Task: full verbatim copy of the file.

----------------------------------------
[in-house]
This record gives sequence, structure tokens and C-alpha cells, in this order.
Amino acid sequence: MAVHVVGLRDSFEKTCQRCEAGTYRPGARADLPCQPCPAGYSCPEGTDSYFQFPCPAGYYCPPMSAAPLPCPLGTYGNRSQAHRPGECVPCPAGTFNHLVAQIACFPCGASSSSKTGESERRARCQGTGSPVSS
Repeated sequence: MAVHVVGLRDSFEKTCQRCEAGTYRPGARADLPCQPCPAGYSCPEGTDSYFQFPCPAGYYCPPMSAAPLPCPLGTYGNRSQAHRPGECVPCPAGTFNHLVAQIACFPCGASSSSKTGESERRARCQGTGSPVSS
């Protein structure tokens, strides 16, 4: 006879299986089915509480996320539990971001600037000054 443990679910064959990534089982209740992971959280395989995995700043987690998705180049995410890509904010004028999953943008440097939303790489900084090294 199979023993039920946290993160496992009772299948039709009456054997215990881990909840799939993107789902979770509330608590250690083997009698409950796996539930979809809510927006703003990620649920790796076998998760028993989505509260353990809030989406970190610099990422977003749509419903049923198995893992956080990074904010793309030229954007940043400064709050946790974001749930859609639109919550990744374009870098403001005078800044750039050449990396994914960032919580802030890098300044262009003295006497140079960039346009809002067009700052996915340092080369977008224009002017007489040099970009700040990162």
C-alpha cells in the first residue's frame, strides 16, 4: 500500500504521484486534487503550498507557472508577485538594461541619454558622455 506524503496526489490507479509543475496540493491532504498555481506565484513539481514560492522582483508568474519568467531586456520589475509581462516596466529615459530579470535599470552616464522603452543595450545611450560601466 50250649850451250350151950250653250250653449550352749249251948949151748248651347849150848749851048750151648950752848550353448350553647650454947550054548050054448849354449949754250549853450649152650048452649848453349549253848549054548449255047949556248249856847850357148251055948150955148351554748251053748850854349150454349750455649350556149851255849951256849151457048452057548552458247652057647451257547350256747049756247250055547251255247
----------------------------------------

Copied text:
[in-house]
This record gives sequence, structure tokens and C-alpha cells, in this order.
Amino acid sequence: MAVHVVGLRDSFEKTCQRCEAGTYRPGARADLPCQPCPAGYSCPEGTDSYFQFPCPAGYYCPPMSAAPLPCPLGTYGNRSQAHRPGECVPCPAGTFNHLVAQIACFPCGASSSSKTGESERRARCQGTGSPVSS
Repeated sequence: MAVHVVGLRDSFEKTCQRCEAGTYRPGARADLPCQPCPAGYSCPEGTDSYFQFPCPAGYYCPPMSAAPLPCPLGTYGNRSQAHRPGECVPCPAGTFNHLVAQIACFPCGASSSSKTGESERRARCQGTGSPVSS
């Protein structure tokens, strides 16, 4: 006879299986089915509480996320539990971001600037000054 443990679910064959990534089982209740992971959280395989995995700043987690998705180049995410890509904010004028999953943008440097939303790489900084090294 199979023993039920946290993160496992009772299948039709009456054997215990881990909840799939993107789902979770509330608590250690083997009698409950796996539930979809809510927006703003990620649920790796076998998760028993989505509260353990809030989406970190610099990422977003749509419903049923198995893992956080990074904010793309030229954007940043400064709050946790974001749930859609639109919550990744374009870098403001005078800044750039050449990396994914960032919580802030890098300044262009003295006497140079960039346009809002067009700052996915340092080369977008224009002017007489040099970009700040990162």
C-alpha cells in the first residue's frame, strides 16, 4: 500500500504521484486534487503550498507557472508577485538594461541619454558622455 506524503496526489490507479509543475496540493491532504498555481506565484513539481514560492522582483508568474519568467531586456520589475509581462516596466529615459530579470535599470552616464522603452543595450545611450560601466 50250649850451250350151950250653250250653449550352749249251948949151748248651347849150848749851048750151648950752848550353448350553647650454947550054548050054448849354449949754250549853450649152650048452649848453349549253848549054548449255047949556248249856847850357148251055948150955148351554748251053748850854349150454349750455649350556149851255849951256849151457048452057548552458247652057647451257547350256747049756247250055547251255247